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Adele Elliott: Egyptology

 

Adele Elliott

 

When I was a very young child I was fascinated by anything Egyptian. My cats were named Anthony, Cleopatra and Nefertiti. I thought Egyptians wore lots of dark eye liner and walked in a strange twisted way, with their hands held in an uncomfortable, stiff pose. 

 

Many years later, the "Treasures of Tutankhamen" visited New Orleans for a six-month stay. I took a class in Egyptology and volunteered as a docent for the show. The interest was phenomenal, with incredibly long lines every day. However, as a docent, I was able to go into the galleries without standing in line and without buying a ticket. I went through that exhibit about once a week for the entire six months. 

 

I haven''t thought much about Egypt in a very long time. I suppose I still pictured it as a place of archeological digs and pre-Christian culture. Now, thanks to streaming news videos and the Internet, we have been fast-forwarded to a modern country in an extremely contemporary crisis. 

 

The first few days were something that would have made Mahatma Gandhi and Martin Luther King proud. People of all ages and classes moved peacefully, shoulder to shoulder, to protest the presidency of Hosni Mubarak. 

 

But, then, things turned violent. The film we now see is of riots and bloody faces, injuries and death. Certainly, they have much to complain about: poverty, great inequality in standards of living, a government that they feel does not represent the people. (Sounds familiar, doesn''t it?) 

 

President Mubarak is in his 80''s and has run Egypt for 30 years. There are rumors of his ill health. Yet, he has made only an inadequate offer to step down in September.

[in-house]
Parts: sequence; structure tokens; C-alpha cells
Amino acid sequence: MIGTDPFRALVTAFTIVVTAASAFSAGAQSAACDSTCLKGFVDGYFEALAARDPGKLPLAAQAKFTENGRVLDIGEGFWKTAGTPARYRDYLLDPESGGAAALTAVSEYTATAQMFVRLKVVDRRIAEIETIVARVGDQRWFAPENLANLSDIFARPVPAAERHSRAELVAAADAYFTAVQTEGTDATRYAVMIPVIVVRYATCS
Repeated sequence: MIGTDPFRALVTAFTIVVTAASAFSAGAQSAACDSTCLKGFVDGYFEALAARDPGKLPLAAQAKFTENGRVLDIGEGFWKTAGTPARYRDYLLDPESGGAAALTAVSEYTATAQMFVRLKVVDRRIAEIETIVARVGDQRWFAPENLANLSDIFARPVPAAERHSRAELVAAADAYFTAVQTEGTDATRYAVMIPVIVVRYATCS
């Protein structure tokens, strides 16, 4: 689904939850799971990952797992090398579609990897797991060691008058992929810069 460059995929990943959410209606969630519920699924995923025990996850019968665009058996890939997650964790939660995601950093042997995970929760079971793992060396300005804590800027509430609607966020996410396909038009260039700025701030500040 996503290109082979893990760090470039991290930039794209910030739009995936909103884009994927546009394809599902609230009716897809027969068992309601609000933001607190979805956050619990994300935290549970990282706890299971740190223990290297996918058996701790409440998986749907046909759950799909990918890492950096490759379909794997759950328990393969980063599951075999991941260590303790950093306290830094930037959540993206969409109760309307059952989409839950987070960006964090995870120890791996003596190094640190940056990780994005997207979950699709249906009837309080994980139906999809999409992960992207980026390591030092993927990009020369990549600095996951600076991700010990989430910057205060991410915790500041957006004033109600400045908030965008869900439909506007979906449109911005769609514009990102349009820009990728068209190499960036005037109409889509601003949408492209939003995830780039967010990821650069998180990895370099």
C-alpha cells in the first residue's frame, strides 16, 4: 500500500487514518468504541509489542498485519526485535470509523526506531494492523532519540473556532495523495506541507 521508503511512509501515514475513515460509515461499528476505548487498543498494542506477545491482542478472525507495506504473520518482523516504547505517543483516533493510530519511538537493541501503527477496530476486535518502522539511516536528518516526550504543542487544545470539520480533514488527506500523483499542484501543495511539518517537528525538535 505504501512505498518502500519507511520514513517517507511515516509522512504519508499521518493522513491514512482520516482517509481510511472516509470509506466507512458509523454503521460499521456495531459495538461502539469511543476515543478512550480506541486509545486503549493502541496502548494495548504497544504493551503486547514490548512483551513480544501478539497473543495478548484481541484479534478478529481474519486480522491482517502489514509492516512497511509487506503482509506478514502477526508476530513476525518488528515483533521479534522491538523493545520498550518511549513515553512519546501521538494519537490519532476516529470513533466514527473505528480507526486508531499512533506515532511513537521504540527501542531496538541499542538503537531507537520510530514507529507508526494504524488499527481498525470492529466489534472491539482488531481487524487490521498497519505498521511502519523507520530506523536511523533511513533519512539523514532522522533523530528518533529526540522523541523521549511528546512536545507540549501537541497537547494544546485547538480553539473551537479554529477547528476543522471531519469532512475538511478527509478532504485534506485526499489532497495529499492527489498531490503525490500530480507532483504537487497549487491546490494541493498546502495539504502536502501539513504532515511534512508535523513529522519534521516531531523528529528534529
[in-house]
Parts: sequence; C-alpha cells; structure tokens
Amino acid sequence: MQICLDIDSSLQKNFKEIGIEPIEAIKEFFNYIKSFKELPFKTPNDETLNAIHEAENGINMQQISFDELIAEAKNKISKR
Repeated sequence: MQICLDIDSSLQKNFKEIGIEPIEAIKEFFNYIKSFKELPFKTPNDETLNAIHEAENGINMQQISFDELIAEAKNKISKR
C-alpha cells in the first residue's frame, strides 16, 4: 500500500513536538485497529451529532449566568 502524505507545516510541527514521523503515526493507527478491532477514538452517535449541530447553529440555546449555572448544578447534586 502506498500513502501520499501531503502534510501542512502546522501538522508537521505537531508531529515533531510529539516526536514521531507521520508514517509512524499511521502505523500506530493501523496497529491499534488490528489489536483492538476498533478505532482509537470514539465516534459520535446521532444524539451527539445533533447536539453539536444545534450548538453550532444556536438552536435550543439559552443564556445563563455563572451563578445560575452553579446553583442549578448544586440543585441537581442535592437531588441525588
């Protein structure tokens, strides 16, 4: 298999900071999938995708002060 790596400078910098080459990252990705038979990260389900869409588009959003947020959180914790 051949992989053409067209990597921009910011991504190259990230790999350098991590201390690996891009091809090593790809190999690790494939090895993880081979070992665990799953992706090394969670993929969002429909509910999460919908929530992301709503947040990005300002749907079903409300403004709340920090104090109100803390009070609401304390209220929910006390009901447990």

I understand the intoxication of power. It is difficult to give up. However, the people have spoken. Retire, already. 

 

Even in a much smaller world, like The Golden Triangle, I see so many people who really should retire. Whether in business or behind the wheel of a car, there comes a time to cease what you are doing. 

 

Finances may force a lot of us to work longer than we wish. I''m not talking about that. I''m talking about working until the banshees are howling at your door, even when funds are not an obstacle. 

 

It may be time to move over and make a place for some of the unemployed. Whatever happened to the "Golden Years?" Once upon a time "seniors" traveled, played golf, took up hobbies, like painting or bird watching. Now they move directly from the desk to the coffin. It shouldn''t take an unruly mob to grab our attention. 

 

The revolution in Egypt is terrifying to watch, even from safely across the globe. But, it is hard not to admire people so passionate that they will risk everything for their beliefs. Many of their grievances are much like ours. These days it''s hard to imagine Americans rising en masse to protest injustice. 

 

Witnessing this spectacle unfold on a world stage has been fascinating and sobering. It does not appear to be soon over. But, the drama has brought attention to Egypt and her people. They are more real to me now, part of the present world. I will never again think of them as an ancient, elegant culture, worshiping cats. 

 

Adele Elliott, a New Orleans native, moved to Columbus after Hurricane Katrina. E-mail reaches her at adeleelliott@bellsouth.net.

 

Adele Elliott, a New Orleans native, moved to Columbus after Hurricane Katrina.

 

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